Manipuri alphabet  Manipuri (মনিপুরি/Meetei Mayek)

Origin

The origins of the Manipuri alphabet, or Meetei Mayek as it is know in Manipuri, are shrouded in mystery as many historical documents were destroyed at the beginning of the 18th century during the reign of King Pamheiba. Some believe the alphabet has been used for almost 4,000 years, while others think it developed from the Bengali alphabet during the 17th century.

Between 1709 and the middle of the 20th century, the Manipuri language was written with the Bengali alphabet. During the 1940s and 50s, Manipuri scholars began campaigning to bring back the old Manipuri alphabet. In 1976 at a writers conference all the scholars finally agreed on a new version of the alphabet containing a number of additional letters to represent sounds not present in the language when the script was first developed. The current Manipuri script is a reconstruction of the ancient Manipuri script.

Since the early 1980s the Manipuri alphabet as been taught in schools in Manipur.

Notable features

  • This is a syllabic alphabet in which consonants all have an inherent vowel /a/.Other vowels are written as independent letters, or by using a variety of diacritical marks which are written above, below, before or after the consonant they belong to.
  • Each letter is named after a part of the human body.

Used to write:

Manipuri, or Meeteilon/Meitei, one of the official languages of the Indian state of Manipur in north-east India and has about 1.6 million speakers. It is a member of the Tibeto-Burman branch of the Sino-Tibetan language family and is also spoken in Bangladesh and Myanmar.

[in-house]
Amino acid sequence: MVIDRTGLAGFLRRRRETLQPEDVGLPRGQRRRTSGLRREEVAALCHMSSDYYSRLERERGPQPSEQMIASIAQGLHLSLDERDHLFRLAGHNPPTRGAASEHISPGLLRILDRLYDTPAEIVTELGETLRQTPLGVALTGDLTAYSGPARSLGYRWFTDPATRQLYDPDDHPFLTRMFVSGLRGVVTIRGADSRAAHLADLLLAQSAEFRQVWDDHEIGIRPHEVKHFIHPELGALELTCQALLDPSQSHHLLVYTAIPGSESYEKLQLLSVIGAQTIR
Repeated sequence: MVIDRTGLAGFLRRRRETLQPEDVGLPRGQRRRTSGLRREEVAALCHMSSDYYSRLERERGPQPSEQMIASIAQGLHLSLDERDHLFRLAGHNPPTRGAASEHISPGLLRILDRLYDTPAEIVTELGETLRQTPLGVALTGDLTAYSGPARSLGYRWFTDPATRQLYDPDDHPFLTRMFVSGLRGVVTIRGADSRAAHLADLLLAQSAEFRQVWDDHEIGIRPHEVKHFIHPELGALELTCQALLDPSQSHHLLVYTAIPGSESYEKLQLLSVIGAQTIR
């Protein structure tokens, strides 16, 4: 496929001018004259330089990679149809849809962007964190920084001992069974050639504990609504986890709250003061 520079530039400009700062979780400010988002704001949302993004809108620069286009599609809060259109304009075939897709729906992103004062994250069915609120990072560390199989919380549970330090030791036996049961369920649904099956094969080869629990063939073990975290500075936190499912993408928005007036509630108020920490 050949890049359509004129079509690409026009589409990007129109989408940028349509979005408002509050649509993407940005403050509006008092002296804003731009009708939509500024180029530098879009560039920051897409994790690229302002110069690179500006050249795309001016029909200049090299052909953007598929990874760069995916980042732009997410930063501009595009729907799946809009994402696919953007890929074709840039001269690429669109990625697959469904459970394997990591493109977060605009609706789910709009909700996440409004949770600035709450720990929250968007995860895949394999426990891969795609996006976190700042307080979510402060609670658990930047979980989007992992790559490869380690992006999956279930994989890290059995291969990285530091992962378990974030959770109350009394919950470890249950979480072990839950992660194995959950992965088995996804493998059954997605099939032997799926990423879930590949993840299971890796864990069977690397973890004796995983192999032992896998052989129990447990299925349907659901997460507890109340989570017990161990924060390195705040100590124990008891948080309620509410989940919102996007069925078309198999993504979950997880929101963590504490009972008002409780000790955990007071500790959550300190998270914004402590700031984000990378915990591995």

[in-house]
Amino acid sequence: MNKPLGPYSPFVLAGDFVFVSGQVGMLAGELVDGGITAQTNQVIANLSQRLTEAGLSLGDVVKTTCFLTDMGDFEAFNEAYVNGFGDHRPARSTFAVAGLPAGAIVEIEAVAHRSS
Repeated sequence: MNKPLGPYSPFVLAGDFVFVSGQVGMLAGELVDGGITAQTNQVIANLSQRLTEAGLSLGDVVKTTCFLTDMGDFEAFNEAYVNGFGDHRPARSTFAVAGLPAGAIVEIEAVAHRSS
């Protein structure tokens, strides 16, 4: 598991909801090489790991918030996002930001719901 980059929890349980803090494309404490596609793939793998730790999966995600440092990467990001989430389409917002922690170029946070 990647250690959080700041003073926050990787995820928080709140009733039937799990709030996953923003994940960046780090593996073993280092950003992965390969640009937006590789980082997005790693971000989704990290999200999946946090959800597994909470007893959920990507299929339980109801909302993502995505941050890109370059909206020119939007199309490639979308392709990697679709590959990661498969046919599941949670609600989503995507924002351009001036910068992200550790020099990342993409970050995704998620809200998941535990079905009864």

Manipuri alphabet

Manipuri alphabet

Sample text

Sample text in Manipuri

Bengali alphabet for Manipuri

Bengali alphabet for Manipuri

Information about the Manipuri scripts and pronunciation compiled or corrected by Wolfram Siegel

Sample text in Manipuri

Sample text in Manipuri (Article 1 of the Universal Declaration of Human Rights)

Translation

All human beings are born free and equal in dignity and rights. They are endowed with reason and conscience and should act towards one another in a spirit of brotherhood.
(Article 1 of the Universal Declaration of Human Rights)

Links

Bishnupriya Manipuri Society - information about Manipuri society, language and culture
http://www.bishnupriya-manipuri.org/

Manipuri web portal
http://manipuri.org

E-Pao! News from Manipur (in English and Manipuri)
http://www.e-pao.net

Tibeto-Burman languages

Burmese, Dzongkha, Garo, Kayah Li, Karen, Lepcha, Limbu, Lisu, Manipuri, Marma, Mizo, Mro, Naxi, Nepal Bhasa / Newari, Sunuwar, Tangut, Tibetan, Tshangla, Tujia, Yi

Syllabic alphabets / abugidas

Ahom, Badaga, Balinese, Batak, Baybayin (Tagalog), Bengali, Brahmi, Buhid, Burmese, Chakma, Cham, Dehong Dai, Devanagari, Dives Akuru, Ethiopic, Evēla Akuru, Fraser, Gondi, Grantha, Gujarati, Gupta, Gurmukhi, Hanuno'o, Javanese, Jenticha, Kaithi, Kannada, Kharosthi, Khmer, Khojki, Kulitan, Lanna, Lao, Lepcha, Limbu, Lontara/Makasar, Malayalam, Manpuri, Modi, Mongolian Horizontal Square Script, Mro, New Tai Lue, Oriya, Pahawh Hmong, Pallava, Phags-pa, Ranjana, Redjang, Shan, Sharda, Siddham, Sindhi, Sinhala, Sorang Sompeng, Sourashtra, Soyombo, Sundanese, Syloti Nagri, Tagbanwa, Takri, Tamil, Telugu, Thai, Tibetan, Tigalari (Tulu), Tikamuli, Tocharian, Tolong Siki, Varang Kshiti

Languages written with the Bengali alphabet

Bengali, Garo, Manipuri, Mundari, Sylheti

Also used to write: Bishnupriya, Bodo, Chakma, Chiru, Koda, Nisi, Deori, Dimasa, Hajong, Koch, Khasi, Kudmali, Tiwa, Sauria Paharia, Miri, Chothe Naga, Thangal Naga, Moyon Naga, Maring Naga, Rabha, Rangpuri, Santali, Sadri, Oraon Sadri, Sulung, Panchpargania, Tippera, Kok Borok, Toto and Usui.